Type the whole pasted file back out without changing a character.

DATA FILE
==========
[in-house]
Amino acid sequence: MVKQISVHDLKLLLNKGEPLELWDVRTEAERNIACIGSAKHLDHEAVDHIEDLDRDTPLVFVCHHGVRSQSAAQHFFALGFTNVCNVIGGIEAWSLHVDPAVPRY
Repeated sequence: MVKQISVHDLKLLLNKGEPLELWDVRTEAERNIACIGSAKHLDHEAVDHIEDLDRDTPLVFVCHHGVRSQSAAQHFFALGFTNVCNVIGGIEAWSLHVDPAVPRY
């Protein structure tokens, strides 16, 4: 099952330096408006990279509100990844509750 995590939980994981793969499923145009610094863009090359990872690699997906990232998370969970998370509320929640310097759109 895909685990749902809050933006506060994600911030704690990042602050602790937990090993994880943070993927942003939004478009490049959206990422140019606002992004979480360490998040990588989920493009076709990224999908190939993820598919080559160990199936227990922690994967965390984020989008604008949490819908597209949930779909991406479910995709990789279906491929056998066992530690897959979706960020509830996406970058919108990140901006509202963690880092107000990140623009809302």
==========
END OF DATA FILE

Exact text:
[in-house]
Amino acid sequence: MVKQISVHDLKLLLNKGEPLELWDVRTEAERNIACIGSAKHLDHEAVDHIEDLDRDTPLVFVCHHGVRSQSAAQHFFALGFTNVCNVIGGIEAWSLHVDPAVPRY
Repeated sequence: MVKQISVHDLKLLLNKGEPLELWDVRTEAERNIACIGSAKHLDHEAVDHIEDLDRDTPLVFVCHHGVRSQSAAQHFFALGFTNVCNVIGGIEAWSLHVDPAVPRY
């Protein structure tokens, strides 16, 4: 099952330096408006990279509100990844509750 995590939980994981793969499923145009610094863009090359990872690699997906990232998370969970998370509320929640310097759109 895909685990749902809050933006506060994600911030704690990042602050602790937990090993994880943070993927942003939004478009490049959206990422140019606002992004979480360490998040990588989920493009076709990224999908190939993820598919080559160990199936227990922690994967965390984020989008604008949490819908597209949930779909991406479910995709990789279906491929056998066992530690897959979706960020509830996406970058919108990140901006509202963690880092107000990140623009809302």